Mentoring for the Digital Age

Our Work

E-Mentoring Works

Theory of Change

Our Results

How E-Mentoring Works

E-Mentoring at iCouldBe is a journey that starts with students in public high schools across the US who select their own mentors, professionals working in careers that the students may want to pursue, and definitely want to learn more about. iCouldBe is embedded into existing classrooms, where one class period per week, students work on e-mentoring activities that focus on academic success strategies, career exploration, and post-secondary educational exploration and planning.

iCouldBe Journey

Theory of Change

Our Results



Mentoring Hours
Per Mentee


iCouldBe Impact: Increasing Social Capital

Mentee Voices

Click here to hear from more iCouldBe mentees

Mentee Voices

Mentee Quotes

Mentor Voices

Click here to hear why mentors volunteer with iCouldBe

Mentor Voices

Child Safety

iCouldBe is a leader in online safety and fully complies with the Children’s Online Privacy Protection Act. Protecting the young people we work with is our top priority. We do this by performing identity verification and criminal and sex-offender background checks on all potential mentors, monitoring and filtering communications through our state-of-the-art system, and requiring our mentors to notify us of any inappropriate, illegal or potentially endangering communications.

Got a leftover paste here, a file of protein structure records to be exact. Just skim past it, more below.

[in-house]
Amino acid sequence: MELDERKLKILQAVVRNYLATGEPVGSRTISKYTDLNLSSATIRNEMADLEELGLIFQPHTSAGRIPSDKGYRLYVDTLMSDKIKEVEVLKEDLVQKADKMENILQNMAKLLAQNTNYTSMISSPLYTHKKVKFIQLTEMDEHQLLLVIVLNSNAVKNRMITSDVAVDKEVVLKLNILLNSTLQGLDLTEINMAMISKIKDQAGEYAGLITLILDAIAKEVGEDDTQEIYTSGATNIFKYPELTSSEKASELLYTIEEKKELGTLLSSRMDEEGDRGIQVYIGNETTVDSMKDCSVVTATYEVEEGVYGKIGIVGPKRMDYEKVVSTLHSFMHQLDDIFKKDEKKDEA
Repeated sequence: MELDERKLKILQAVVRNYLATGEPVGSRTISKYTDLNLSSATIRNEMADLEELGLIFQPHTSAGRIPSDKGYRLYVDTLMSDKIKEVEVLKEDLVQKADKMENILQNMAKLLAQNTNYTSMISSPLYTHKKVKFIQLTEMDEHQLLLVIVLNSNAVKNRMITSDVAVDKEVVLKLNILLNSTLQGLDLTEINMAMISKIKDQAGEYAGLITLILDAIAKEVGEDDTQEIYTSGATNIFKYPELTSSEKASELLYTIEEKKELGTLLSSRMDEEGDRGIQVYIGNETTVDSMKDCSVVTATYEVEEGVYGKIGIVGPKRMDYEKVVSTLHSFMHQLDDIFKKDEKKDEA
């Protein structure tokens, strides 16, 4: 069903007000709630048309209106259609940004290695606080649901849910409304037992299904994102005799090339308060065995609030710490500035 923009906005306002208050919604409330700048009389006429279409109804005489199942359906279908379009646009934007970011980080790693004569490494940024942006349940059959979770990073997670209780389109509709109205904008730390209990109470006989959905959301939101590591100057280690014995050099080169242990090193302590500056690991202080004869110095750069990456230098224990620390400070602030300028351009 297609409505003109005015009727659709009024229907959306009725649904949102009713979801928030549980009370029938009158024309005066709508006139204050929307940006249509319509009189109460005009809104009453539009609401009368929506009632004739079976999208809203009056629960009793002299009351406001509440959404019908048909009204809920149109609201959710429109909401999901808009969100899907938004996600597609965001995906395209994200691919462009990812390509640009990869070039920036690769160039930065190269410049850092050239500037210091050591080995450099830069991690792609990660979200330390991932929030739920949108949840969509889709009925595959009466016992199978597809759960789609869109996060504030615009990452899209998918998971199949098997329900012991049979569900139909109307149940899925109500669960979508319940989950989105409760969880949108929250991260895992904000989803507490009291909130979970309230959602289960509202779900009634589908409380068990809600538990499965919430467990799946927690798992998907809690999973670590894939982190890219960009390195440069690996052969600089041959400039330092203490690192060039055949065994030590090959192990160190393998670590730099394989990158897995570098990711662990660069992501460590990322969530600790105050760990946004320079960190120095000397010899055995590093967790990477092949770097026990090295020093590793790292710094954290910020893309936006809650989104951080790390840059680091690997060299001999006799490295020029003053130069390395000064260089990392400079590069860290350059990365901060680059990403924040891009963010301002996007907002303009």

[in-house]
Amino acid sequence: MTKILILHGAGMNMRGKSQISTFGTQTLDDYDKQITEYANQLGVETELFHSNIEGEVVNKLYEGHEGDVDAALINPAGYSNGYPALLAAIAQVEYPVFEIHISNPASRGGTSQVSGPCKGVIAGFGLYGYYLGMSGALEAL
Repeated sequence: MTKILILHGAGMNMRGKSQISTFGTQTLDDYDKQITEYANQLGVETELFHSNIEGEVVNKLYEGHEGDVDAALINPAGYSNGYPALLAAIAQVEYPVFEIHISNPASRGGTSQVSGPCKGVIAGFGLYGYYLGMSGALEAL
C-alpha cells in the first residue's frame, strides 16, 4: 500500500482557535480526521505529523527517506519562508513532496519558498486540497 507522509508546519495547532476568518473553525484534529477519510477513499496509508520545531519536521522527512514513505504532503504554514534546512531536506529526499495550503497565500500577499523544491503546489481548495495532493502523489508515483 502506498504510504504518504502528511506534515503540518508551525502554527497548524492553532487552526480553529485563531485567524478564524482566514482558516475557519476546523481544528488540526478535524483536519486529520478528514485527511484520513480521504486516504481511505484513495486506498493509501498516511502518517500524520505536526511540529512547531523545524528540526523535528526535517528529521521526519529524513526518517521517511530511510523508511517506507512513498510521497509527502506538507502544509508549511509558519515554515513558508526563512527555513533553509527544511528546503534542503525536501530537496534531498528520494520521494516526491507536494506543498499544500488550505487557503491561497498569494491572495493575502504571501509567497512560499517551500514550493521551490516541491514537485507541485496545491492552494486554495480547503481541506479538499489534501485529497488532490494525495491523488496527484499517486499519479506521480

Background Checks on Potential Mentors

U.S. and Canadian mentors are required pass a thorough background check in order to participate in iCouldBe. This includes a National Criminal Check, a National Sex Offender Check and an Identification Verification.

Monitored and Filtered Communications

All communications between mentors and mentees occur internally within the iCouldBe system and are subject to filters and monitored by program staff. Mentors and mentees utilize user names to protect their anonymity and do not communicate via their personal email addresses or identify the user’s name or place of residence.

To learn more about iCouldBe’s safety features view the presentation at Harvard Law School’s Berkman Center for Internet and Society.